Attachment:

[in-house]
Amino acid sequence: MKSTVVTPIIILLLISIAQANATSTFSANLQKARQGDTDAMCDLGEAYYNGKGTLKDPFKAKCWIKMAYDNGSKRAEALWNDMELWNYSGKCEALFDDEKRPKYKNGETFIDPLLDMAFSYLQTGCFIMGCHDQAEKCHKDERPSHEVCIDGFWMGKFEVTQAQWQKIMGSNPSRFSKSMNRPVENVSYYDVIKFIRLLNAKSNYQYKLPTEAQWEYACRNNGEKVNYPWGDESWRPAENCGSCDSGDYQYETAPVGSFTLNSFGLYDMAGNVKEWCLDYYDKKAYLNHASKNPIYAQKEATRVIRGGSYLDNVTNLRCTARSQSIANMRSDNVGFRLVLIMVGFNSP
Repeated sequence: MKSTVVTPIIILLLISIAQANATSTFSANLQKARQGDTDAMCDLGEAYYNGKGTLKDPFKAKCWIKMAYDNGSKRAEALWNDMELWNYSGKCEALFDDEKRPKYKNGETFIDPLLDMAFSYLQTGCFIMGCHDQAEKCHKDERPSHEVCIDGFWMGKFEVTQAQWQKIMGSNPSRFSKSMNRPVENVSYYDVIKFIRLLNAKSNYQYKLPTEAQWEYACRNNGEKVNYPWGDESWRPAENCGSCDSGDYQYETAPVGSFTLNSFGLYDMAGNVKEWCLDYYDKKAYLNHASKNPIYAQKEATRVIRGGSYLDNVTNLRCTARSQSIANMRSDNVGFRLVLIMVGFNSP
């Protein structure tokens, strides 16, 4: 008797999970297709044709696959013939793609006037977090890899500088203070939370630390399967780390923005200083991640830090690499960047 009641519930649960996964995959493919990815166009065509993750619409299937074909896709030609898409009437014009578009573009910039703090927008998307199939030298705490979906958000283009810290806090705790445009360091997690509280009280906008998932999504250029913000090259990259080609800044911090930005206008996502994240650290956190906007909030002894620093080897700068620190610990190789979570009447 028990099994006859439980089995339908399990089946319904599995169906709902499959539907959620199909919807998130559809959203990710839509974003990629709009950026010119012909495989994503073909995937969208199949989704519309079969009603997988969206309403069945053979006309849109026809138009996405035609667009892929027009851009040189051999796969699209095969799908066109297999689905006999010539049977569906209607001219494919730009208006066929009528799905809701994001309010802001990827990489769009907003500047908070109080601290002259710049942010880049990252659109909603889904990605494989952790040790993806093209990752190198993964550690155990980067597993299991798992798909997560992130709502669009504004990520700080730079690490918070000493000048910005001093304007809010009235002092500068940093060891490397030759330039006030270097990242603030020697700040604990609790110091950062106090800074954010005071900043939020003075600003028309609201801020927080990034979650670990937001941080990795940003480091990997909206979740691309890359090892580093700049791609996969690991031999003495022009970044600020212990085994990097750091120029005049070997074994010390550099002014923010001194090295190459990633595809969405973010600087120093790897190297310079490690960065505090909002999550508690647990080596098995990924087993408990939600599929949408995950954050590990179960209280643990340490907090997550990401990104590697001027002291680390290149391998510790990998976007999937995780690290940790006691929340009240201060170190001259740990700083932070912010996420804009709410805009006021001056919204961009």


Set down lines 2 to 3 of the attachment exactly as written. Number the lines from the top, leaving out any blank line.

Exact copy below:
Amino acid sequence: MKSTVVTPIIILLLISIAQANATSTFSANLQKARQGDTDAMCDLGEAYYNGKGTLKDPFKAKCWIKMAYDNGSKRAEALWNDMELWNYSGKCEALFDDEKRPKYKNGETFIDPLLDMAFSYLQTGCFIMGCHDQAEKCHKDERPSHEVCIDGFWMGKFEVTQAQWQKIMGSNPSRFSKSMNRPVENVSYYDVIKFIRLLNAKSNYQYKLPTEAQWEYACRNNGEKVNYPWGDESWRPAENCGSCDSGDYQYETAPVGSFTLNSFGLYDMAGNVKEWCLDYYDKKAYLNHASKNPIYAQKEATRVIRGGSYLDNVTNLRCTARSQSIANMRSDNVGFRLVLIMVGFNSP
Repeated sequence: MKSTVVTPIIILLLISIAQANATSTFSANLQKARQGDTDAMCDLGEAYYNGKGTLKDPFKAKCWIKMAYDNGSKRAEALWNDMELWNYSGKCEALFDDEKRPKYKNGETFIDPLLDMAFSYLQTGCFIMGCHDQAEKCHKDERPSHEVCIDGFWMGKFEVTQAQWQKIMGSNPSRFSKSMNRPVENVSYYDVIKFIRLLNAKSNYQYKLPTEAQWEYACRNNGEKVNYPWGDESWRPAENCGSCDSGDYQYETAPVGSFTLNSFGLYDMAGNVKEWCLDYYDKKAYLNHASKNPIYAQKEATRVIRGGSYLDNVTNLRCTARSQSIANMRSDNVGFRLVLIMVGFNSP